Do I Have to Pay Taxes If I Rollover My 401(k) to a Roth IRA?

A 401(k) is an employer-sponsored retirement fund, typically with contributions from both an employee and an employer. Traditional 401(k)s are "deferred compensation" plans in which an employer defers pay and contributes the deferred amount to the 401(k). The amounts deferred are reported on a W-2 wage statement but do not count as taxable income until they are withdrawn. A Roth IRA is a personal account, funded with money contributed after taxes, so no taxes are owed on withdrawal.

Taxes Due

You can roll a 401(k) into a Roth IRA, but you'll owe tax on the untaxed money you take out of the 401 to put into the Roth. You won't have to pay a 10 percent penalty for early withdrawal if you roll it over, but the rollover will count as taxable income at the time of the transfer. You can only do a rollover if you leave the employer or are age 59 1/2.

Roth to Roth

Internal Revenue Service rules allow you to designate some or all of your 401(k) contributions as "Roth elective deferrals." This means those funds will be taxed as ordinary income at the time the contributions are made. If you have designated all your contributions to a 401(k) as a Roth, those funds can be rolled into a Roth IRA without penalty or income tax. A Roth 401(k) can only be rolled into a Roth IRA.

Blended Funds

If your 401(k) has "blended" funds, a mixture of Roth and non-Roth contributions, you can't avoid taxes by just moving the Roth portion. The IRS will treat every dollar as a blended dollar and tax the appropriate portion. If 20 percent of your 401 is non-deductible money, that is, funds you paid tax on when they were contributed, the IRS will assess taxes on 80 percent of every dollar you convert.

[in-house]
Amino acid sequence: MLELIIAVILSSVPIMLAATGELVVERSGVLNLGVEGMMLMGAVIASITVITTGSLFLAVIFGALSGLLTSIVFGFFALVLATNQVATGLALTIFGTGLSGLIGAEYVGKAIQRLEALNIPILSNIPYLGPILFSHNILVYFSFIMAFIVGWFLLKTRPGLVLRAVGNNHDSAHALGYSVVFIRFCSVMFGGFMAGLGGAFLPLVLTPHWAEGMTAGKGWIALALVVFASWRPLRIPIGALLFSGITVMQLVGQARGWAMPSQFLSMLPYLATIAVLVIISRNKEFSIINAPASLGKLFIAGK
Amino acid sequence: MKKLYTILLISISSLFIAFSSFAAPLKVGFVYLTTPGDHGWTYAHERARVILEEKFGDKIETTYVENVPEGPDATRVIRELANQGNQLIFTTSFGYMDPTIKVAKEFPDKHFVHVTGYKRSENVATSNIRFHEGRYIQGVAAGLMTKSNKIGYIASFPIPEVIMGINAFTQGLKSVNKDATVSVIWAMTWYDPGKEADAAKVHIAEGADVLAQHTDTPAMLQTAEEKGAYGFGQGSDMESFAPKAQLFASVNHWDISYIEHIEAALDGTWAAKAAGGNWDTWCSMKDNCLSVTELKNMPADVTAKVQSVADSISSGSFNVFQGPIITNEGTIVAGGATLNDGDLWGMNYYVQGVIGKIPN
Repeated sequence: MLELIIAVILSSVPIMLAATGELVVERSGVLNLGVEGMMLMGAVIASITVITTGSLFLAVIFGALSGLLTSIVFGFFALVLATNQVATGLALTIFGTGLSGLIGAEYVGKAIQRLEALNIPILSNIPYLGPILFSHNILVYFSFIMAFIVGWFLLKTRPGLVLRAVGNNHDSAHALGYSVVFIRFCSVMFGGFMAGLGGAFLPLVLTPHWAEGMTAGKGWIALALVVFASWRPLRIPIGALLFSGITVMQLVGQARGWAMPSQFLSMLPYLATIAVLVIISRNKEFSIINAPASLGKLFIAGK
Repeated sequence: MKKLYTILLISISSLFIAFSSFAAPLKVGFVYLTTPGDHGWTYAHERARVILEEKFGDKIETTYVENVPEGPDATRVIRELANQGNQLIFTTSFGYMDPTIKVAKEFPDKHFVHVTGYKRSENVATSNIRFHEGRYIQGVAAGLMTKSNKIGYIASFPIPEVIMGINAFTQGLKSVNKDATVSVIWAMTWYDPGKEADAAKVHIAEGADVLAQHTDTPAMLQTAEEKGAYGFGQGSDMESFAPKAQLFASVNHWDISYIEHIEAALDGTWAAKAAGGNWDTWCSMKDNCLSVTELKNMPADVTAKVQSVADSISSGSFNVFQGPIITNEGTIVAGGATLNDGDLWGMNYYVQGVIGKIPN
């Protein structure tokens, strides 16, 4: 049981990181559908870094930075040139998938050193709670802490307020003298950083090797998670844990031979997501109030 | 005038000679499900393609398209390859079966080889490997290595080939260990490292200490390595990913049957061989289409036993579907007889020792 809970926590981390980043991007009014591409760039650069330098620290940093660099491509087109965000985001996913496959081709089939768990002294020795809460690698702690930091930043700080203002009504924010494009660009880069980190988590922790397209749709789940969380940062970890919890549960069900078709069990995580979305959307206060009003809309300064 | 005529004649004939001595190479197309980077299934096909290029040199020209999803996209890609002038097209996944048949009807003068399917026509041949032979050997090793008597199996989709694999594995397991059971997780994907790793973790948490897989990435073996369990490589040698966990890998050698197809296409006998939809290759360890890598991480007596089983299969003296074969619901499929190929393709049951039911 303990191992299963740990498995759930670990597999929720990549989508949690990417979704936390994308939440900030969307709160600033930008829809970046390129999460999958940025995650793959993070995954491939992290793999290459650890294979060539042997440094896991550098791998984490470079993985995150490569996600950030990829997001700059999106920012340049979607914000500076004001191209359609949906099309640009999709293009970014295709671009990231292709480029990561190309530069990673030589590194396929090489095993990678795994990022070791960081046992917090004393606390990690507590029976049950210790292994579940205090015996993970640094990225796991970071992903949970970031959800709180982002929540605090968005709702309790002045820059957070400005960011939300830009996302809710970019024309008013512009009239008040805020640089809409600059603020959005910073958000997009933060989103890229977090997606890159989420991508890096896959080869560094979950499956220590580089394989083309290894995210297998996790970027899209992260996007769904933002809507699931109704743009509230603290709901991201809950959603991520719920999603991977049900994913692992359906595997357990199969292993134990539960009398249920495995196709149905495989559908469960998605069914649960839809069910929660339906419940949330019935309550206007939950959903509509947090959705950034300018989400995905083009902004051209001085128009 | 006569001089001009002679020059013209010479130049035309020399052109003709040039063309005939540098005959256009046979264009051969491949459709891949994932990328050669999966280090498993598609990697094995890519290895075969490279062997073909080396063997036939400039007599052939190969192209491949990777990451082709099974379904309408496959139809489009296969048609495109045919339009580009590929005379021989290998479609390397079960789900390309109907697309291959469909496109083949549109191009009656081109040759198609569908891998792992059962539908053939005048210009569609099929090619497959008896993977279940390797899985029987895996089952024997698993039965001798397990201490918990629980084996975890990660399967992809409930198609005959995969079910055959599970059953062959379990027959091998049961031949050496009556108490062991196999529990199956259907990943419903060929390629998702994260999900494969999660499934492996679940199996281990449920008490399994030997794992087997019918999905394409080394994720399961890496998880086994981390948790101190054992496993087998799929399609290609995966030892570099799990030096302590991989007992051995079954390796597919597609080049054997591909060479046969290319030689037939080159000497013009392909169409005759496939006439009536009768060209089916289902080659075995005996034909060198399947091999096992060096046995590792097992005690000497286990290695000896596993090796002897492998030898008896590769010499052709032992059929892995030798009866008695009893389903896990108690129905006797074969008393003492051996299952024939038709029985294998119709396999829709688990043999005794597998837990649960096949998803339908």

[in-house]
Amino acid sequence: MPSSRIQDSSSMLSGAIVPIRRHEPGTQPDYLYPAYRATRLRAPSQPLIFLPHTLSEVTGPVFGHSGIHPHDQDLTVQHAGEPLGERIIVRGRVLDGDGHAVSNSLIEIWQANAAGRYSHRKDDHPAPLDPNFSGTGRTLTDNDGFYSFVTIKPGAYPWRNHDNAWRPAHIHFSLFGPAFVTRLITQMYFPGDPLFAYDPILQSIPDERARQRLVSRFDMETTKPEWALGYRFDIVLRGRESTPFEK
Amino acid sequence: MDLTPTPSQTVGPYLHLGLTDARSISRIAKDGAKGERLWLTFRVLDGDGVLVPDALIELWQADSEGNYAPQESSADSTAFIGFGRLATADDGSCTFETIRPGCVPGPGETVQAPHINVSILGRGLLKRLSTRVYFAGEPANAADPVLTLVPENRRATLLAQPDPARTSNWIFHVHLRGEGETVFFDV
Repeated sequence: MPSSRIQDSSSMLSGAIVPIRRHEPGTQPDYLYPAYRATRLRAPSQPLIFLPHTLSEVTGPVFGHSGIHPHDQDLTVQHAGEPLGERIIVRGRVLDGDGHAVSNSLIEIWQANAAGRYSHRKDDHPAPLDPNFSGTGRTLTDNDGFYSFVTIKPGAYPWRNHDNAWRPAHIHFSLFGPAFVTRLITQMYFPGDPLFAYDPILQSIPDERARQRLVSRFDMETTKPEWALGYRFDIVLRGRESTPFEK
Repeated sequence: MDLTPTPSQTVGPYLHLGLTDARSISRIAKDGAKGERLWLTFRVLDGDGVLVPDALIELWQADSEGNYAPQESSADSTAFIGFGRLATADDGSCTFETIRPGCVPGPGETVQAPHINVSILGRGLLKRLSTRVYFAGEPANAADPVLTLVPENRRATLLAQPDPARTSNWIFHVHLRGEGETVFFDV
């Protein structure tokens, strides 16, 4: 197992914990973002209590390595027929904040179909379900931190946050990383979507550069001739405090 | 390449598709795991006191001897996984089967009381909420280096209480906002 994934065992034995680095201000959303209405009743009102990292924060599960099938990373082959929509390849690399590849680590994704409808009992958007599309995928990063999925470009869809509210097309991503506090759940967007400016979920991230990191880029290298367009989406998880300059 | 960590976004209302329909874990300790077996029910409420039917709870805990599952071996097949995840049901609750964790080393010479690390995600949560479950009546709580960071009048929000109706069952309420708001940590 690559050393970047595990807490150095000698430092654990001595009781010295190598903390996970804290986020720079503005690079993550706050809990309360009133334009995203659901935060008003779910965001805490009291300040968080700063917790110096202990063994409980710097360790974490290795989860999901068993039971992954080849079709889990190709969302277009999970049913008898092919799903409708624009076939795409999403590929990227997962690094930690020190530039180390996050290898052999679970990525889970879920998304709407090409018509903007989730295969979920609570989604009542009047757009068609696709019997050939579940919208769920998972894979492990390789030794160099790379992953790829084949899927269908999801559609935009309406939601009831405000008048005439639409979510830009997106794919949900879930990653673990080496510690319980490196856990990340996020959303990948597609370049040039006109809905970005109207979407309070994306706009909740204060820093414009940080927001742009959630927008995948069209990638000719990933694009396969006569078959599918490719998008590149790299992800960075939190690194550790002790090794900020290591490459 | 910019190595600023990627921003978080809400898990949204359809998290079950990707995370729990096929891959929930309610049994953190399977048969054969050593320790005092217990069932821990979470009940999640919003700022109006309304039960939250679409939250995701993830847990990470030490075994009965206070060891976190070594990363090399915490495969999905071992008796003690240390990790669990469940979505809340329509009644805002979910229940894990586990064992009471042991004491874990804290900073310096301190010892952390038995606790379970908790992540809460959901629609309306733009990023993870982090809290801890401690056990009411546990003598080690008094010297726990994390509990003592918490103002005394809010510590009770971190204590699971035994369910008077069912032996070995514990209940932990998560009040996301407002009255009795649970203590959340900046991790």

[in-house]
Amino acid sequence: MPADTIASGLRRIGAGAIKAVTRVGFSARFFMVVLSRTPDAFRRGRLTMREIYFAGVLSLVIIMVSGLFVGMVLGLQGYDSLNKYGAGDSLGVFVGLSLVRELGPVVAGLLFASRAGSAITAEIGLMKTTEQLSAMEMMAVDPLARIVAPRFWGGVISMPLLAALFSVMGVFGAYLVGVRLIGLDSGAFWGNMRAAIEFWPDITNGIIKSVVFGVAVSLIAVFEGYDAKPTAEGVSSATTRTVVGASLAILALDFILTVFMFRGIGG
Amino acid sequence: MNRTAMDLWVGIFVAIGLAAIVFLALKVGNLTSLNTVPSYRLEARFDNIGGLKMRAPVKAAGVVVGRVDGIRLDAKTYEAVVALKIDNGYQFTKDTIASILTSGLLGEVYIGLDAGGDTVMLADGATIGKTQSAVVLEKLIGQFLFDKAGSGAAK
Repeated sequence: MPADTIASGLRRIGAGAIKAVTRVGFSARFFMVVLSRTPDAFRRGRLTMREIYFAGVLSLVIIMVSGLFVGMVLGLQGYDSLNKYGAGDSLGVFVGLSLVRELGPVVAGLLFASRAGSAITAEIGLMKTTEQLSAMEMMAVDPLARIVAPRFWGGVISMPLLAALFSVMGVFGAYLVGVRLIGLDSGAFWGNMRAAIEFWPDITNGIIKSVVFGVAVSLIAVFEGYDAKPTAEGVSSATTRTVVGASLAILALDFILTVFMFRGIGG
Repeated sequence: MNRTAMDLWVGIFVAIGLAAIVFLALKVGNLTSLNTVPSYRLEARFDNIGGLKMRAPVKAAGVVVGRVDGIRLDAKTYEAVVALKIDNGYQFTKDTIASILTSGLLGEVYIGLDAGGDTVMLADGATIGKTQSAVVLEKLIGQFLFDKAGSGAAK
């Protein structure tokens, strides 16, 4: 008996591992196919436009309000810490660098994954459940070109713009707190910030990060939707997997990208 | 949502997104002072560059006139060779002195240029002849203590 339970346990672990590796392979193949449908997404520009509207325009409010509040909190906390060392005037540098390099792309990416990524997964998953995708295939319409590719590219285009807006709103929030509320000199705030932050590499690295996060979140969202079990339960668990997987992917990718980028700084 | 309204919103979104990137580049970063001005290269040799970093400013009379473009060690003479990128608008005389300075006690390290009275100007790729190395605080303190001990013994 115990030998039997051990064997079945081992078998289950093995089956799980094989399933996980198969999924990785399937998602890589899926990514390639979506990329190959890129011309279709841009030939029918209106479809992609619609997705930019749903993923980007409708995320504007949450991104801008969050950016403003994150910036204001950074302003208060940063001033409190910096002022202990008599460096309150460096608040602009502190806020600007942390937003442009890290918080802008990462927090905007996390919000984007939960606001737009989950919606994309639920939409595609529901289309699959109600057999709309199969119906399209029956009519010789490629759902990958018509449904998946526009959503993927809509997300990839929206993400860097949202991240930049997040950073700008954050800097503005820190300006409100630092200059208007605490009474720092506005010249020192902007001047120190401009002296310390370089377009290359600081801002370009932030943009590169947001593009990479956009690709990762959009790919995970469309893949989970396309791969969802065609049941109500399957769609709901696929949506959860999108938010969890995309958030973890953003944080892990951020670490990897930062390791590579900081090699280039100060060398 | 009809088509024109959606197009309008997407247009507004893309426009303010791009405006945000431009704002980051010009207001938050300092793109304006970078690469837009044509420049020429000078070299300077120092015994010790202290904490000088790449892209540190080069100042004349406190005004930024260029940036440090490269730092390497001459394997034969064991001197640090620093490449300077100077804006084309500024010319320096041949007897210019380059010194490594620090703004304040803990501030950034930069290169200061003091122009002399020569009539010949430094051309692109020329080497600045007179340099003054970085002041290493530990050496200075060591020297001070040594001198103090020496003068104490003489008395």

Direct Transfers

Converting your 401(k) to a Roth IRA is best done by direct transfer. If you close out your 401(k), your employer is required to withhold 20 percent against possible taxes. You then have 60 days to put it into a Roth IRA or have the entire amount counted as a taxable withdrawal. With a direct transfer, your employer will move the money for you, but you will still owe taxes on any untaxed portion.

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About the Author

Bob Haring has been a news writer and editor for more than 50 years, mostly with the Associated Press and then as executive editor of the Tulsa, Okla. "World." Since retiring he has written freelance stories and a weekly computer security column. Haring holds a Bachelor of Journalism from the University of Missouri.

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